Archdiocese of Perth set to begin a process of discernment for the ministry of the Permanent Diaconate.

22 Jun 2022

By Jamie O'Brien

Fourteen Deacons ordained on 29 June 2006.
Fourteeen men were ordained to the Permanent Diaconate on 29 June 2006 by then Archbishop Barry Hickey; 12 remain following the passing of Deacons Ivan Sands and Patrick Seatter. Photo: Jamie O’Brien.

Perth is set to embark on a program of discernment for the formation of Permanent Deacons.

Mature men of good health, actively involved in their parish and informed in their Catholic faith are being invited to express their interest in discerning and learning about the ministry of the permanent deacon.

The Archdiocese of Perth currently has 12 men ordained as permanent deacons most of these serve in various ministries in parishes, prisons and hospitals.

Since the time of the apostles and the early Church, deacons have played an important role in the life and ministry of the Church.

The Acts of the Apostles records that, as the apostles had to grapple with the increasing calls on their ministry as the early Church began to grow, they chose seven men and appointed those men to assist them in the ministry, especially the ministry to the poor.

Over time, that ministry took on a liturgical function as well, especially in preaching and teaching.

Derived from the Greek ‘diakonos’ meaning ‘servant’, a deacon’s ministry is, therefore, one of service to the community and the proclamation of the Word of God.

Perth’s Permanent Deacons and their wives in 2006, shortly before their Ordination on 30 June 2006 at St Mary’s Cathedral. Perth is set to build a program of discernment for those who wish to learn more about the Permanent Diaconate. Photo: Jamie O’Brien

Over the centuries, for a variety of reasons, the ministry of deacons, and their presence in the life of the Church as a permanent and stable ministry alongside that of the bishops and priests, began to diminish.

Especially in the Latin Church, to which most of us belong, the diaconate was seen simply as a step towards the priesthood.

What should have been a permanent ministry became a transitional one. While deacons appear in the early and middle history of the Church, they disappeared in the latter centuries as a “permanent” state and became a “transitional” state for those men being formed toward the priesthood.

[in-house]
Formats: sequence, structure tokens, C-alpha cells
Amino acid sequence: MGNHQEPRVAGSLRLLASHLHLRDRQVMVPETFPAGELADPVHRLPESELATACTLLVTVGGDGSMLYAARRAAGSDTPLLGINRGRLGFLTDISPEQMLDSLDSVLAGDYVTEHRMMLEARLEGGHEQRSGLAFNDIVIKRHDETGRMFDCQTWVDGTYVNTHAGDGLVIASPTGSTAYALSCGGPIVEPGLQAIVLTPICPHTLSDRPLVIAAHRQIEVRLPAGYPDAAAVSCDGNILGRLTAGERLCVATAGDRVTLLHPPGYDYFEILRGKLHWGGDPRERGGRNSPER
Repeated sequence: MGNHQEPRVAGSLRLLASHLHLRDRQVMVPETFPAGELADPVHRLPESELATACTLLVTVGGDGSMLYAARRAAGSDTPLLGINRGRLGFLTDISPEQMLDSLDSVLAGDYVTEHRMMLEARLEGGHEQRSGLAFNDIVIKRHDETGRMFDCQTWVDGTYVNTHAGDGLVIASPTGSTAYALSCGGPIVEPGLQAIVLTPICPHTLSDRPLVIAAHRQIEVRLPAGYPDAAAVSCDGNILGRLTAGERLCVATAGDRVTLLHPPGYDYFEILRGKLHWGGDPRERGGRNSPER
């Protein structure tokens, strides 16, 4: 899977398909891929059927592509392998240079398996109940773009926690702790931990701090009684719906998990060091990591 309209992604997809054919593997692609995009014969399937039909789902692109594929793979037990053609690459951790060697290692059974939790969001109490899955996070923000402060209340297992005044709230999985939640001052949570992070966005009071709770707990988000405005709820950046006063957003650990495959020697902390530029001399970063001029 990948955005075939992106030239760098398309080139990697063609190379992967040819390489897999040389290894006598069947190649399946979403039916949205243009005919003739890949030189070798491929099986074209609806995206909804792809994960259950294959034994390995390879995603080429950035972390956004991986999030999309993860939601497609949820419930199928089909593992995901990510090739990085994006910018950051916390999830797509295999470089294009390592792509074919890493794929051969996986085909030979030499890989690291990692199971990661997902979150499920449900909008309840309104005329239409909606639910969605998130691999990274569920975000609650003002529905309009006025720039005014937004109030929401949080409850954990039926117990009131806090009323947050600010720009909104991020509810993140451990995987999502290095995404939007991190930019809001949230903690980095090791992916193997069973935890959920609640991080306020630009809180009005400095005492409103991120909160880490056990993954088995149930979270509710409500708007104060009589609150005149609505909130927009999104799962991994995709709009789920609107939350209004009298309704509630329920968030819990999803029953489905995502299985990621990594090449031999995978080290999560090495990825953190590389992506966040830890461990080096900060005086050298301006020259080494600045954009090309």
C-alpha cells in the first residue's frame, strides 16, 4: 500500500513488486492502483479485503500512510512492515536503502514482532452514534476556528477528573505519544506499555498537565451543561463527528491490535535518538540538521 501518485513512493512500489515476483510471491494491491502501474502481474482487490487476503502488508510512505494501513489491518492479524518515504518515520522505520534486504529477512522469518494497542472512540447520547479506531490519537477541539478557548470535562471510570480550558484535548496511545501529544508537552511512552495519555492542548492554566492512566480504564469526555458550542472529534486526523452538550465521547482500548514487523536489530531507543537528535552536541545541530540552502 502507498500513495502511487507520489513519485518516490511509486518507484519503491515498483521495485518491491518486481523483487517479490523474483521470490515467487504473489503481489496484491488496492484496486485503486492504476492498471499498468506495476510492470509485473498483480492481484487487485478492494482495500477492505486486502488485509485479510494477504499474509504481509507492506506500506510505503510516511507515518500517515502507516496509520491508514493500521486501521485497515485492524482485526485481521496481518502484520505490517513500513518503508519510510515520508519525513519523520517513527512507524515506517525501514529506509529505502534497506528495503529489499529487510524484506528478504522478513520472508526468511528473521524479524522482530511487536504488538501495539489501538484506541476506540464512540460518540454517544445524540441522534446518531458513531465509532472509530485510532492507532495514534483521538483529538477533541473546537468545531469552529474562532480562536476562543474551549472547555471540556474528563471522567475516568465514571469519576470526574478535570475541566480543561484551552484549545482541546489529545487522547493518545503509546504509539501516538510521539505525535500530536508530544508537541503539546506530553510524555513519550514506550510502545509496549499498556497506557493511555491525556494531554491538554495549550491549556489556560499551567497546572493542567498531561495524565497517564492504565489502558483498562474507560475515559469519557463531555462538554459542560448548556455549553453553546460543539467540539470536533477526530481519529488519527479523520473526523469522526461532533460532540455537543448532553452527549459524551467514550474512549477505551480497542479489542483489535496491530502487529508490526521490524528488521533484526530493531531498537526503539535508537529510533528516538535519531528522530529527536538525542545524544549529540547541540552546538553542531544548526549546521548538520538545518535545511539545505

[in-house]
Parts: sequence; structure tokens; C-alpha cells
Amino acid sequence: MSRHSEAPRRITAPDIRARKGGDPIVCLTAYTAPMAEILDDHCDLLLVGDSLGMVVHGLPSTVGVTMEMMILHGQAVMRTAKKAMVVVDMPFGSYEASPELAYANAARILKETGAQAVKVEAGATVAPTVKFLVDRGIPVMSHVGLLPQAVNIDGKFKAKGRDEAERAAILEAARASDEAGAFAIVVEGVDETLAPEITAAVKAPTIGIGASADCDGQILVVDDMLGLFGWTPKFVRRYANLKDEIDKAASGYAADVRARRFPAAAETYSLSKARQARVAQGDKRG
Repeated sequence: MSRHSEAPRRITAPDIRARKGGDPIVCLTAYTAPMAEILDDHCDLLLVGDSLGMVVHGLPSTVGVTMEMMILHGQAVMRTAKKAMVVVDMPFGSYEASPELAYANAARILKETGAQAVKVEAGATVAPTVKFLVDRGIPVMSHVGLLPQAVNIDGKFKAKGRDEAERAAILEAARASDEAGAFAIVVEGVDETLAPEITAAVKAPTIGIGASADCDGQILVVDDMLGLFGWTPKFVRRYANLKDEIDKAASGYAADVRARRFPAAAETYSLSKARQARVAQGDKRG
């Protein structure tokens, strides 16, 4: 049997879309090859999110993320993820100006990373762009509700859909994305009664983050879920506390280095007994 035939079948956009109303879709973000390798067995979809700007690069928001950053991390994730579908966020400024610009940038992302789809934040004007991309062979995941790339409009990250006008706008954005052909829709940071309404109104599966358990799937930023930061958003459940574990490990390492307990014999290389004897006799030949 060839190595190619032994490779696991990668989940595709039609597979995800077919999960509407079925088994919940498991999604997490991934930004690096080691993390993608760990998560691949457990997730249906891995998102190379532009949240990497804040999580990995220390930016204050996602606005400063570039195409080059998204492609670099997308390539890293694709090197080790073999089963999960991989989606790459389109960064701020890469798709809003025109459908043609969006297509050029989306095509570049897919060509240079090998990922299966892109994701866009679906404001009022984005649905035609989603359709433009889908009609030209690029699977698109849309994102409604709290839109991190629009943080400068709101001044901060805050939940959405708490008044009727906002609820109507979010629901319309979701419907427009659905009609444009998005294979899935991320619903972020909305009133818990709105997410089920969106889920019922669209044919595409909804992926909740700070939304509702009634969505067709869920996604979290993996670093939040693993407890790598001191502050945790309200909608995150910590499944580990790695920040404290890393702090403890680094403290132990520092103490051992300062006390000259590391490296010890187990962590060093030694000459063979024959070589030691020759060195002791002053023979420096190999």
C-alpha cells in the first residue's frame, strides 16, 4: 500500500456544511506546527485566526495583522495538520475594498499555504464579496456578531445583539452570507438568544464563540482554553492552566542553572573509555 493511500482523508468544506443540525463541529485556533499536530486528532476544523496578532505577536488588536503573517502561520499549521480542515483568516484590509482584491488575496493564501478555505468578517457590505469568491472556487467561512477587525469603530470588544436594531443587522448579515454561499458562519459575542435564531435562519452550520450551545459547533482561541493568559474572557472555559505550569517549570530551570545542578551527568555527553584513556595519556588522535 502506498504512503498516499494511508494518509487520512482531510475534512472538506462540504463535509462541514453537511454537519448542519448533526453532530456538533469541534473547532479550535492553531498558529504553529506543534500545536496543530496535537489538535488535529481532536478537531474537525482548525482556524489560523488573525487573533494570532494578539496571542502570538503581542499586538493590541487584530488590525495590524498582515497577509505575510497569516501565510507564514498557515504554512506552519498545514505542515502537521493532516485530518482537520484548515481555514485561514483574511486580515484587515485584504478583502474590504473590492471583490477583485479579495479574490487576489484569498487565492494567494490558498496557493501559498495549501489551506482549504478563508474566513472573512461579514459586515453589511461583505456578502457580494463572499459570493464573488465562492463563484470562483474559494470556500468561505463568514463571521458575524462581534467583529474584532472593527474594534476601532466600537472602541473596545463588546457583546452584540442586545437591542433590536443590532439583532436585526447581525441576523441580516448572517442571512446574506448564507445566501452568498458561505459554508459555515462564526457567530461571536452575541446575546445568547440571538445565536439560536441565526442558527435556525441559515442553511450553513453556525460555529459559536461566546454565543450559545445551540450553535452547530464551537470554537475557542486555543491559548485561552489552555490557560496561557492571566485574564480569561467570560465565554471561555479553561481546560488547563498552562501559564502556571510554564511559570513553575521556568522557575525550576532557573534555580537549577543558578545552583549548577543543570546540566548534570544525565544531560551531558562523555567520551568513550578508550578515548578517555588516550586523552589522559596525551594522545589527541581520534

In 1967, Pope Paul VI re-established the diaconate as a permanent ministry and opened it to married men as well as to celibates.

In 2006, then-Archbishop Barry Hickey ordained 14 men to the permanent diaconate.

In a special presentation released to invite expressions of interest, Perth Archbishop Timothy Costelloe SDB said that men who express their interest will be those who believe that the Permanent Diaconate may be God’s will for them.

“Always of course with the discernment of God’s will in relation to a vocation to the ordained ministry is the work of the community rather than simply of the individual himself,” Archbishop Costelloe said.

“It will ultimately to be confirmed by the bishop’s discernment and decision,” he said.

Director for the Office of the Permanent Diaconate, Fr Peter Bianchini, explained that the role of the office, which opened in 2019, will be
• to promote vocations to the Permanent Diaconate;
• to provide a service whereby men, with the support of their wives if they are married, can:
o explore and discern the possibility of a vocation to the diaconate;
o if so to be formed in discerning that vocation;

Permanent Deacons from across Australia and their wives, with Vicar general Fr Peter Whitely VG, Vicar for Clergy Fr Brian McKenna and Director of the Office of the Permanent Diaconate, Fr Peter Bianchini, following the National Conference of the Permanent Diaconate at UNDA in 2019. Photo: Jamie O’Brien

“In their active involvement in the community, their outreach to the poor and marginalised, and their fostering of Eucharistic communion, deacons sacramentalise the Church’s service,” Fr Peter explained.

“The support of a deacon’s family is vital and essential for anyone contemplating the ordained ministry of the permanent diaconate,” he said.
Potential applicants are invited to speak with their parish priest in the first instance and also to discuss their intentions with a spiritual director.

“If your heart tells you that this might be a path God is inviting you to discern you can access more information by searching for Permanent Diaconate on the Archdiocesan website,

Article also published in The Record Magazine Issue 36 Page 10-11.